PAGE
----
Oops, it looks like you’re using a web browser our site no longer supports. For the best viewing experience, please use one of the following:
Google Chrome, Microsoft Edge, Apple Safari or Mozilla Firefox.
Log in

Not registered? Create an account
Already have an account? Log In

Commercial Basis: Five Reasons WeWork May be “Worth” $16 Billion Dollars

Thought Leadership // Apr 04, 2016


Commercial Basis’ explores how technology, branding and demographic preferences are shaping office and retail real estate in New York City. As these forces break down the barriers from where we live to where we work and shop, Lead Commercial Specialist Alex Cohen will assess the impact on real estate values and opportunities.

WeWork, the co-working office space firm founded in New York in 2010, now has a valuation of over $16 billion dollars based on private equity and venture capital funds raised. This valuation is comparable to the market values of Vornado and Boston Properties, two of the largest and most established REITS (real estate investment trusts). Unlike these landlords, WeWork owns no real estate. WeWork generally leases office space for long lease terms and builds out and subleases office and open desk space for contract terms of one month to a year. What explains WeWork’s ability to raise money based on this presumed sky high valuation?

  • While we can assume WeWork’s initial market valuation if the company were to go public today would be $16 billion (or higher), there is no guaranty this valuation would hold up over time. For example, Groupon had a $17 billion valuation when it went public in 2011 and today has a market value of a fraction of that amount.
  • Like some observers and analysts, I see WeWork as a “disrupter” that has created a new paradigm for the workplace – similar in impact to Airbnb, which owns no hotel rooms but is currently valued more than Marriott, and Uber which owns no cars but is valued at more than the market capitalization of Hertz and Avis combined. Like Airbnb and Uber, WeWork is capitalizing, in part, on the dominant impact of PDA technology and millennial preferences for how we live, work and play.
  • The US (and multinational) workforce continues to shift from full time employment to contingent jobs, such as freelancing, temping, contracting or part time jobs. Currently 40.4% of the U.S. workforce has a contingent job and this is expected to grow to 50% in ten years. WeWorks greatest success is in curating appealing environments for these “unaffiliated” workers (or members) and for the small and growing firms they create.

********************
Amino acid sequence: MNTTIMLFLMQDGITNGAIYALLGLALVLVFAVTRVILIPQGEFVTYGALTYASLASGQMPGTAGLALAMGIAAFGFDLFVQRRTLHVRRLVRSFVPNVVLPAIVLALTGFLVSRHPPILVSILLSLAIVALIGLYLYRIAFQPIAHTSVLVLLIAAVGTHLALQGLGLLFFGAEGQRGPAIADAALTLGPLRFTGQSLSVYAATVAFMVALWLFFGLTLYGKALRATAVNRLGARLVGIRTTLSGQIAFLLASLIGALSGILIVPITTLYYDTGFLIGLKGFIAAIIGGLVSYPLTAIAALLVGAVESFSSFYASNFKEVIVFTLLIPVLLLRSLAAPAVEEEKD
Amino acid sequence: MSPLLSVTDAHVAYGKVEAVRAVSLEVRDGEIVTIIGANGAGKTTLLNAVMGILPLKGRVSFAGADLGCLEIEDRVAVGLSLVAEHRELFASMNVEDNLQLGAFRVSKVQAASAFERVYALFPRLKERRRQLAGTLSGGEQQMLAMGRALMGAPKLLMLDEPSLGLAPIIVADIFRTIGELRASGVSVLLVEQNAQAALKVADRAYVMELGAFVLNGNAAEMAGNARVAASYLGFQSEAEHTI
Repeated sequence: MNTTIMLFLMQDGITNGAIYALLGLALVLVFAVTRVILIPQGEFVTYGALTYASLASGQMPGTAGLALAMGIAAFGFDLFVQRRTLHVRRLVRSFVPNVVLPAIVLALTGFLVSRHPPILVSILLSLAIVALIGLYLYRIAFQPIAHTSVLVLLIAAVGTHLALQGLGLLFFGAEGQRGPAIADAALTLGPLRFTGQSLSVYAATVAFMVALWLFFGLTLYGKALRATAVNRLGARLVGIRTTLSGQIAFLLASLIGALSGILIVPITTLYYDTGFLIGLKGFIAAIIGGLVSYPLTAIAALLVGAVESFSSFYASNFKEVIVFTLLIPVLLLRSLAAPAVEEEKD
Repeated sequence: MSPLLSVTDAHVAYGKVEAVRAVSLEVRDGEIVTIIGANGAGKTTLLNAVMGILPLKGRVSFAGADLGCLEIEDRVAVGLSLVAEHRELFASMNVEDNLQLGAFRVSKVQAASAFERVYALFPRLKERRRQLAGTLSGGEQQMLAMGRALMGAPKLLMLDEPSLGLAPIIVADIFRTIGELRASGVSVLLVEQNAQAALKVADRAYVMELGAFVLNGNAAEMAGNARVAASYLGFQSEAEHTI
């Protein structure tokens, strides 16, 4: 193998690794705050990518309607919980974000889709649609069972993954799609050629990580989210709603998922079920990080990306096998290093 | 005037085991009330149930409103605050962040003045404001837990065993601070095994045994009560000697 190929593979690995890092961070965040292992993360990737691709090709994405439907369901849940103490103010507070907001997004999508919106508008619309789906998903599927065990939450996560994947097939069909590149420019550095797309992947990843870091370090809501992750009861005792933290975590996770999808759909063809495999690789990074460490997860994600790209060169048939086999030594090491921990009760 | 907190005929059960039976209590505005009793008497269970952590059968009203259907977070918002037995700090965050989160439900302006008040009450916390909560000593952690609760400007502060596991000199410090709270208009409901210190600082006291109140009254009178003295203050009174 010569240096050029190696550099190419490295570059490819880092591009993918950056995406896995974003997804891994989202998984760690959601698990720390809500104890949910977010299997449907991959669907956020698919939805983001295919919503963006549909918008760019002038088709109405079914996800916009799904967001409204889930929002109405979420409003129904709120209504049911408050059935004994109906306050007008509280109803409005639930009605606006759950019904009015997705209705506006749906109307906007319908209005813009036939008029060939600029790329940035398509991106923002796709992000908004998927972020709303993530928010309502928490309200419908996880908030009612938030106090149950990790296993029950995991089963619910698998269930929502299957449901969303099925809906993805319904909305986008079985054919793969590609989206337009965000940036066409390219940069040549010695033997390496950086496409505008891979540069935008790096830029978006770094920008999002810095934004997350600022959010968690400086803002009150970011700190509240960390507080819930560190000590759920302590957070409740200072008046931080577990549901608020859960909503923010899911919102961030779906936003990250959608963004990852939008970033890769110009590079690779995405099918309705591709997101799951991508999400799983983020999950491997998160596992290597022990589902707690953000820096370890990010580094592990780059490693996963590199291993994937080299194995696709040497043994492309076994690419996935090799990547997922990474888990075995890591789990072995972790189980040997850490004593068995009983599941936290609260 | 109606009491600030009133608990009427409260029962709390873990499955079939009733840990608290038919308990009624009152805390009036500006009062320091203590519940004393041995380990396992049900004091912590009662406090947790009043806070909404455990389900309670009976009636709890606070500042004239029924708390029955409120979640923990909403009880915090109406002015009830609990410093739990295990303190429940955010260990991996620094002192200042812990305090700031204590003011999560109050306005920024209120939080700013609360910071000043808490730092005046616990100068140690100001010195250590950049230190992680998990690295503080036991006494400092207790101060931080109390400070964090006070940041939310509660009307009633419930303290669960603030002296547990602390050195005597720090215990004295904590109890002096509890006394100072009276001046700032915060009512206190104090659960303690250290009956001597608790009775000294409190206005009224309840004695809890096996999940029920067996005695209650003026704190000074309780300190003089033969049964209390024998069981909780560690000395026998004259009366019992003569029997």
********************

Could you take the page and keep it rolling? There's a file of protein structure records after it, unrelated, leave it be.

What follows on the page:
• Without advertising or other marketing WeWork has achieved average occupancy rates of 98% for facilities open more than six months and typically achieves 40% profit margins as the density of a WeWorks office is nearly twice that of a typical dedicated office space. WeWork’s combination of flexibility (including the ability of its members to easily grow or shrink occupancy without capital investment), free drinks and snacks and a zeitgeist of collaboration, community and innovation have built a uniquely successful brand identity, largely through word of mouth of its members. WeWork leases space in older and loftier buildings and employs organic finishes and an overall chic industrial aesthetic that contrasts with the typical slickness and monotony of most corporate office space.
  • WeWork currently has 70 spaces already under lease including several over 250,000 square feet, and its funding may allow it to grow by more than 150 centers per year (across the U.S., Europe and Asia) if a recession does not tamper with employment growth in the 24-hour, millennial-heavy markets the firm targets. In 2014 and 2015, WeWork was the largest lessee of office space in the United States. WeWork’s growth dwarfs that of all its competitors except for the office suite firm Regus, which has not been able to shake its outdated generic corporate office aesthetic. Limiting larger corporate occupancies (firms like Apple, Microsoft and Merck) to no more than 20% of its total membership, WeWork often turns away tenancies for lack of space.


Photo credit: WeWork